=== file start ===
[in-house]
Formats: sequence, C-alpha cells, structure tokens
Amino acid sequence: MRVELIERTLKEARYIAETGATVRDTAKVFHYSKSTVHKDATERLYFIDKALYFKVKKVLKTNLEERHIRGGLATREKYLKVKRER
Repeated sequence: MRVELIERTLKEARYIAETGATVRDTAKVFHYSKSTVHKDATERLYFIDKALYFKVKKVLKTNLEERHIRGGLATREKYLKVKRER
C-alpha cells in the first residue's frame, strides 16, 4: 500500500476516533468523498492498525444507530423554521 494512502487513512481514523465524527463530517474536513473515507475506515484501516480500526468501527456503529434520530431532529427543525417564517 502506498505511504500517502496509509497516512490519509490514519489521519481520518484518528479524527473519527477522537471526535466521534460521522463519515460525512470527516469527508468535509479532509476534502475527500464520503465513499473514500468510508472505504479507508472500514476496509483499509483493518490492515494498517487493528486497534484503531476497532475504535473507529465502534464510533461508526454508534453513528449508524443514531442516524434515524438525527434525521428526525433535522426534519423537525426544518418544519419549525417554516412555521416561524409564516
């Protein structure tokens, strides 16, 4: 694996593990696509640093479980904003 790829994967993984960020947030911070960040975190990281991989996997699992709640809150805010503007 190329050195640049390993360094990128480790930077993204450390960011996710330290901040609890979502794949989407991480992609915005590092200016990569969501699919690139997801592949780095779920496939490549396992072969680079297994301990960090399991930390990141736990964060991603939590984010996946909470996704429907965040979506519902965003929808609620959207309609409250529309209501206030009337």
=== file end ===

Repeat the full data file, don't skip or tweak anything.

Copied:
[in-house]
Formats: sequence, C-alpha cells, structure tokens
Amino acid sequence: MRVELIERTLKEARYIAETGATVRDTAKVFHYSKSTVHKDATERLYFIDKALYFKVKKVLKTNLEERHIRGGLATREKYLKVKRER
Repeated sequence: MRVELIERTLKEARYIAETGATVRDTAKVFHYSKSTVHKDATERLYFIDKALYFKVKKVLKTNLEERHIRGGLATREKYLKVKRER
C-alpha cells in the first residue's frame, strides 16, 4: 500500500476516533468523498492498525444507530423554521 494512502487513512481514523465524527463530517474536513473515507475506515484501516480500526468501527456503529434520530431532529427543525417564517 502506498505511504500517502496509509497516512490519509490514519489521519481520518484518528479524527473519527477522537471526535466521534460521522463519515460525512470527516469527508468535509479532509476534502475527500464520503465513499473514500468510508472505504479507508472500514476496509483499509483493518490492515494498517487493528486497534484503531476497532475504535473507529465502534464510533461508526454508534453513528449508524443514531442516524434515524438525527434525521428526525433535522426534519423537525426544518418544519419549525417554516412555521416561524409564516
């Protein structure tokens, strides 16, 4: 694996593990696509640093479980904003 790829994967993984960020947030911070960040975190990281991989996997699992709640809150805010503007 190329050195640049390993360094990128480790930077993204450390960011996710330290901040609890979502794949989407991480992609915005590092200016990569969501699919690139997801592949780095779920496939490549396992072969680079297994301990960090399991930390990141736990964060991603939590984010996946909470996704429907965040979506519902965003929808609620959207309609409250529309209501206030009337």